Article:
The Yomiuri ShimbunComputer devices of employees at Tokyo-based virtual currency exchange operator Coincheck Inc. were infected with viruses via emails several weeks prior to a massive theft of NEM cryptocurrency from the operator, The Yomiuri Shimbun has learned.
These employees clicked a link in e-mails that were written in English, according to sources.
The Metropolitan Police Department suspects that hackers intruded into the operator’s intracompany network via infected computers and stole confidential information to transfer the virtual currency. About ¥58 billion worth of NEM was stolen from the operator.
Yusuke Otsuka, a Coincheck director, held a press conference Thursday in Tokyo.
Following the revelation of the theft, Coincheck asked information security experts to analyze its server and communication logs on employees’ personal computers, and the operator later found that some of these computers had been infected with viruses via English emails, according to Otsuka and other sources.
The operator’s intracompany network is believed to have been illicitly accessed from outside via the infected computers, and an encryption key — security code to transfer NEM — is believed to have been stolen through remote control, they said.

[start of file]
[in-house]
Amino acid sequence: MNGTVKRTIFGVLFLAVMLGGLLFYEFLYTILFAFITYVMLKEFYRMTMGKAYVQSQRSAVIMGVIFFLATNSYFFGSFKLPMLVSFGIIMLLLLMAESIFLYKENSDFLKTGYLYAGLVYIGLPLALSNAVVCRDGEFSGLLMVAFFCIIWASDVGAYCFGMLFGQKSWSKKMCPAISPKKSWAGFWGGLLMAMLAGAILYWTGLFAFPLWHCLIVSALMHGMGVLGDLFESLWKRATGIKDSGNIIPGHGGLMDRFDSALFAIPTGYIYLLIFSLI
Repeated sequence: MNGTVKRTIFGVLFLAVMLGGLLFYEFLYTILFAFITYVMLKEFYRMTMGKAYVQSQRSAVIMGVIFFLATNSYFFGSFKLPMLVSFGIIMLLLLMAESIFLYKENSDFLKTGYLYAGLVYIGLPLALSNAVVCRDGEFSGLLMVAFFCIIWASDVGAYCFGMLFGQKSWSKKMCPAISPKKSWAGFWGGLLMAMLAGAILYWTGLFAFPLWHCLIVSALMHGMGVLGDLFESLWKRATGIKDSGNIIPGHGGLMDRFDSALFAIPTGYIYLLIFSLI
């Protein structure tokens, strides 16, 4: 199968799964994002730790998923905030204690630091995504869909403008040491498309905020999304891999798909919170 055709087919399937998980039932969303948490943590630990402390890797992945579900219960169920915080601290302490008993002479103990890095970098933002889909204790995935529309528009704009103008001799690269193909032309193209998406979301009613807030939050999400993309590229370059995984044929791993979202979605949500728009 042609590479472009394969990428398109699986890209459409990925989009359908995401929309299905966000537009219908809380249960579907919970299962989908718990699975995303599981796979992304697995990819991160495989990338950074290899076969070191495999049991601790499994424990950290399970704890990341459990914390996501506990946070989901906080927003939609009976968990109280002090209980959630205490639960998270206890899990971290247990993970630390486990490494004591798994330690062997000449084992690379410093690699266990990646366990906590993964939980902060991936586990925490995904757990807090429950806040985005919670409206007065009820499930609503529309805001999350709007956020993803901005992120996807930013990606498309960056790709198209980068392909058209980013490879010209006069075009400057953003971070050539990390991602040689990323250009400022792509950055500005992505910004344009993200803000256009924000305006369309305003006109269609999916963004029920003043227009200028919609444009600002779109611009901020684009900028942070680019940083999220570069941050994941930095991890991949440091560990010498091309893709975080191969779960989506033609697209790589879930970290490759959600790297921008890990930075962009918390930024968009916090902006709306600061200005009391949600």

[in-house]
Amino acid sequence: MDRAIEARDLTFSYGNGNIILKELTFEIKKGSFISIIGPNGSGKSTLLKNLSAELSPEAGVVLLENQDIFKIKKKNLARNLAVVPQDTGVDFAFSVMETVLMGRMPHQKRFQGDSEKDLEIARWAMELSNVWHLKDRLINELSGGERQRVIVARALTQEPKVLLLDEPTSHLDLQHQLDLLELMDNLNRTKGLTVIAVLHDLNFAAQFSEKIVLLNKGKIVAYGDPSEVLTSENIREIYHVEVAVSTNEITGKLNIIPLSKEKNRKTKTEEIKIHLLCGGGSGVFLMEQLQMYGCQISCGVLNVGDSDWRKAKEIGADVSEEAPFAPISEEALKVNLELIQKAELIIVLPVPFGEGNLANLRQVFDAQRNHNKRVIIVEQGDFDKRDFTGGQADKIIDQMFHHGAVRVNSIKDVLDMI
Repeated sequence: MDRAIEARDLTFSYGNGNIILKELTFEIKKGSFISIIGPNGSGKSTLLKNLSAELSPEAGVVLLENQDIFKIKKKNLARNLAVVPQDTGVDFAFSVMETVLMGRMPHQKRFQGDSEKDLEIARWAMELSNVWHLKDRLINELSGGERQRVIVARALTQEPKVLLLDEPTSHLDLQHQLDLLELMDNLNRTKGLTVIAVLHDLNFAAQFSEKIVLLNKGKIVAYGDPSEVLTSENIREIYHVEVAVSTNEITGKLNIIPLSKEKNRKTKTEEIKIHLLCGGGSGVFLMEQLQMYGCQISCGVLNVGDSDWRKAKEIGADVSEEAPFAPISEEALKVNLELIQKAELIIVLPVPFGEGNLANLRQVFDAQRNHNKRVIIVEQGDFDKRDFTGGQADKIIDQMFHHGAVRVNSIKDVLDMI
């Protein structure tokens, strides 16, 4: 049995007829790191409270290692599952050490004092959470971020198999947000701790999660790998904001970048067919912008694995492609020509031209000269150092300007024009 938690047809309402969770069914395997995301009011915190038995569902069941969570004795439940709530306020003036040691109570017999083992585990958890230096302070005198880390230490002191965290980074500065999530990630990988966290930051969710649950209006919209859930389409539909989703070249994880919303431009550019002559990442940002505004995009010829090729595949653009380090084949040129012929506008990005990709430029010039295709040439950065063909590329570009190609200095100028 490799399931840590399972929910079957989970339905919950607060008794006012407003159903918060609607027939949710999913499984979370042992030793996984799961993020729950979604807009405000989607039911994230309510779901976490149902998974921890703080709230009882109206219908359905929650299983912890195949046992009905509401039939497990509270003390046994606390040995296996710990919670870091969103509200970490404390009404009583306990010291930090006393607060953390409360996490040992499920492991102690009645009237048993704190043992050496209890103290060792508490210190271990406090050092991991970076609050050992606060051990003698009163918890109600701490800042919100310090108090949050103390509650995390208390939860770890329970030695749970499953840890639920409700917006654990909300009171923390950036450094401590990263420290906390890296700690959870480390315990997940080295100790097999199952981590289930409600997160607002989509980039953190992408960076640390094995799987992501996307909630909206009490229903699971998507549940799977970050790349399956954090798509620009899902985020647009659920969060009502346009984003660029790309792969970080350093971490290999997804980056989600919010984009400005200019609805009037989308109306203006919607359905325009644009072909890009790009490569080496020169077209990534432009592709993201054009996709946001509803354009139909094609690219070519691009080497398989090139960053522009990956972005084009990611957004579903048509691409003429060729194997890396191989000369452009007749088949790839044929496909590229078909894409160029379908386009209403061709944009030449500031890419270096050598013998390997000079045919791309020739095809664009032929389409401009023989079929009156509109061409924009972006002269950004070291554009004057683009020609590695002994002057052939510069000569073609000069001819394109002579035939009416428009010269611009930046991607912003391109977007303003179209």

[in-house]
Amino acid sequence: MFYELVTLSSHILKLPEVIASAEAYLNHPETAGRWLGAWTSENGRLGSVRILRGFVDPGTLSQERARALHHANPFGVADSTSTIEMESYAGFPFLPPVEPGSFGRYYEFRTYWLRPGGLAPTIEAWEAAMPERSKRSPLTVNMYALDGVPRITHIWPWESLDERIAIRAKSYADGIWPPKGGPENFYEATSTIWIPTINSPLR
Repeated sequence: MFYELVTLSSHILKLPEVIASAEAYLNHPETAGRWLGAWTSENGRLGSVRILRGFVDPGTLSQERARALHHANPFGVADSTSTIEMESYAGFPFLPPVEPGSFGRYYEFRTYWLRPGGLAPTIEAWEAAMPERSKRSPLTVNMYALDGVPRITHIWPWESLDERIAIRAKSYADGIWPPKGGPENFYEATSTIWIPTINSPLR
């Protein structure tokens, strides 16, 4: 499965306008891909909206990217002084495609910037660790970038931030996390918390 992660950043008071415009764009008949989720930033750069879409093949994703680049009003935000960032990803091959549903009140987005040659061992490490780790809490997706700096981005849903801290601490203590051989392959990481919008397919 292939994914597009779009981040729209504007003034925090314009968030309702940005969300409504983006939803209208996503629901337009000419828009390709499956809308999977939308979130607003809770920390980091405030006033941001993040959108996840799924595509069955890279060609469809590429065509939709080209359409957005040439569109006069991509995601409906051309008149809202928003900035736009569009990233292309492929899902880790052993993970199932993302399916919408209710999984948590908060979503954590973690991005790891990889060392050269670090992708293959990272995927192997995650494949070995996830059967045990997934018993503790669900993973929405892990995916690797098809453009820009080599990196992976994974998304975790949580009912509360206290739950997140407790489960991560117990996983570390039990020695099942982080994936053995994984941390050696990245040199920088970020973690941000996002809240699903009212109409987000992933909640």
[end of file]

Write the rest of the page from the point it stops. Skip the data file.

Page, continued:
With the stolen encryption key, NEM was transferred to outside of the operator. The contents of the email point to the likely possibility that the emails were targeted at the operator alone rather than being sent to a large number of unspecified users.
Prior to the incident, Coincheck held seminars for employees to learn security measures and urged caution against suspicious emails, but it failed to prevent the damage in the end.
At the press conference, Otsuka apologized for the infections. “Our risk management proved to be lax,” he said.
According to the director, Coincheck will work to prevent a similar or worse theft from happening even if another illicit access to the intracompany network occurs in the future, by taking such measures as strengthening restrictions on access to the network both from inside and outside and introducing monitoring by an external institution with expertise.
Regarding the emails sent to Coincheck’s employees, Junichi Yasuda at information security firm McAfee pointed to the possibility of a “targeted attack” on a specific organization to steal its information.
Virtual currency exchange operators are “the same as financial institutions such as banks in that they keep customers’ assets, and sufficient measures should have been taken, even if it added costs,” he said.Speech